Whenever your furry friend is prescribed a new medication, it is common to have all sorts of questions. And meloxicam for dogs is no different.
How does this medication work? What are the side effects? What is the correct dosage? Is it OK for all dogs to take it?
As with all medications, sometimes the answers to these questions can be confusing and complex. This post will explore what, exactly, meloxicam is, what it’s used for, why your veterinarian might suggest it for your pooch (and why he might not), and more.
What Is Meloxicam for Dogs?
Meloxicam is a nonsteroidal anti-inflammatory prescription medication. Nonsteroidal simply means that it does not contain steroids. This is useful when avoiding the possible side effects of steroids is important.
Anti-inflammatory means that it reduces inflammation. This is the primary way that meloxicam works.
Inflammation is a natural reaction to injury and infection. However, this inflammation can oftentimes be problematic and can create disorders such as arthritis.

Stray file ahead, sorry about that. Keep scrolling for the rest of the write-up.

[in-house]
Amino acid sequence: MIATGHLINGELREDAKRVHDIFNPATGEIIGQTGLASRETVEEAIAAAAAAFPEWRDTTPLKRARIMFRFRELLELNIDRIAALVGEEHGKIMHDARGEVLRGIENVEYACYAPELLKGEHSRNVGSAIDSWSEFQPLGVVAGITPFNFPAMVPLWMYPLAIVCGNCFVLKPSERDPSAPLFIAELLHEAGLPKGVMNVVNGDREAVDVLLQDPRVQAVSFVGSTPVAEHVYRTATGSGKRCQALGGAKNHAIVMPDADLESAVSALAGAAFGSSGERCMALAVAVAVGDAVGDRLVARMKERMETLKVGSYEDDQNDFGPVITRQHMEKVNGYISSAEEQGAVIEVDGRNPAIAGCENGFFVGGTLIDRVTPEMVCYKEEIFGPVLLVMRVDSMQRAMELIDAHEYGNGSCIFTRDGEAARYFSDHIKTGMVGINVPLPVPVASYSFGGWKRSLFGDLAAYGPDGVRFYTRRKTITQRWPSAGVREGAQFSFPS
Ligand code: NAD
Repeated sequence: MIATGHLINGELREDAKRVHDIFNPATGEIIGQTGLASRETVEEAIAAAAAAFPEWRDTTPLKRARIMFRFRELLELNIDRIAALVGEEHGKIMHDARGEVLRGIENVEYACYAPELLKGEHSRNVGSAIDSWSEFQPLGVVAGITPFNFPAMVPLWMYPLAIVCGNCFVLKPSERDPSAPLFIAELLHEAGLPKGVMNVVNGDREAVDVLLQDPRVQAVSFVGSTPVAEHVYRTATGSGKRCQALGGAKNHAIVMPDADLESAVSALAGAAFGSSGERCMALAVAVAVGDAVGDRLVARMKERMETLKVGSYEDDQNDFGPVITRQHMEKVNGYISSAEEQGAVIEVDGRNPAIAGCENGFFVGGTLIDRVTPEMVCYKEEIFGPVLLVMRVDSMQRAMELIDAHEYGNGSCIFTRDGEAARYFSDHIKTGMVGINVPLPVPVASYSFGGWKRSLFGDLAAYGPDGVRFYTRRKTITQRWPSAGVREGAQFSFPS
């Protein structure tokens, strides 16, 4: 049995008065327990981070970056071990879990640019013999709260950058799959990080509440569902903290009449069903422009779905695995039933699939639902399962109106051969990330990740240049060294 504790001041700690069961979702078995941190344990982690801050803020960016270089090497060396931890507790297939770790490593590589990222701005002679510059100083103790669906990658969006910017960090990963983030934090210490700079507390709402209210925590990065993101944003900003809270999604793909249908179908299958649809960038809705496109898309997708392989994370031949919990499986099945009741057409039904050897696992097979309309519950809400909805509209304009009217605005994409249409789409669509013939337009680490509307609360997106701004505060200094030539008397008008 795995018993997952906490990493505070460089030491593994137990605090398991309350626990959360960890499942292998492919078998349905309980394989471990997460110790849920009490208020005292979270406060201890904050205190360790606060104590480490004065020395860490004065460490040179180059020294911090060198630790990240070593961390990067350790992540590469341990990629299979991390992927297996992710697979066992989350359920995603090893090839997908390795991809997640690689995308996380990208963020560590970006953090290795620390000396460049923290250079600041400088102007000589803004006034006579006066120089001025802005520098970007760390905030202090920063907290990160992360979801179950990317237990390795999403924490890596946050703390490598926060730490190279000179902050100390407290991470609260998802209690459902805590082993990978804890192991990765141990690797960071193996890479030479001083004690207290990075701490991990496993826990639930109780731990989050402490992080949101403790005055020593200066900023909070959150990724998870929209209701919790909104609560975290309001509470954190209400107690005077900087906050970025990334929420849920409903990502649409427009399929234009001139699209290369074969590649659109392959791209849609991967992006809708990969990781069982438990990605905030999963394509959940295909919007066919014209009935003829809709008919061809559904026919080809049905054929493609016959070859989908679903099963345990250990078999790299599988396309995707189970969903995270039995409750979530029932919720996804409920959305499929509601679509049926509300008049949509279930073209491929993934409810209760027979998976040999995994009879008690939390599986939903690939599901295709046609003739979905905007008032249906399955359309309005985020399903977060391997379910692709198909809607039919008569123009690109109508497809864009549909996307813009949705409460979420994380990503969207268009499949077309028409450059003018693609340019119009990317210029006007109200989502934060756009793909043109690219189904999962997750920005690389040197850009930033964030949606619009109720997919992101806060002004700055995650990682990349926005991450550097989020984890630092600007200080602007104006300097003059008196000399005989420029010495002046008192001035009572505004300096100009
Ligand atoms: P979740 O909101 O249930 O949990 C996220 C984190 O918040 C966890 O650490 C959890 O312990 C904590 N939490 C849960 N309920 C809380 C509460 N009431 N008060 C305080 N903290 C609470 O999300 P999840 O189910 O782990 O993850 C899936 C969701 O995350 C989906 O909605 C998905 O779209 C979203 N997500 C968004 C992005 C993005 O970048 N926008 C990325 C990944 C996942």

Meloxicam works by reducing the hormones that cause inflammation and pain in the body. This can prove useful in a number of situations.
Meloxicam, though, is not approved for veterinary use. However, it is still commonly used and prescribed by veterinarians.
What Is Meloxicam Used for in Dogs?
Meloxicam is used primarily due to its anti-inflammatory property.
Because of this, one of the most common uses of meloxicam is to treat osteoarthritis. Osteoarthritis is caused by inflammation in the joints, so meloxicam can go a long way to relieve symptoms and stiffness.
In fact, one study published in 2000 found that meloxicam was a suitable treatment for osteoarthritis. Out of all the dogs documented, side effects were specifically minimal and the drug overall was very effective.
Meloxicam for dogs is also used after surgery to prevent inflammation from forming in the first place. This is specifically true for orthopedic surgery, which is known to cause inflammation.
One study from 2005 found that “administration of meloxicam is a safe and effective method of controlling postoperative pain for up to 24 hours in dogs undergoing orthopedic surgery.” In other words, meloxicam worked very well in relieving pain caused by inflammation in dogs post-surgery.
Can Dogs Take Meloxicam?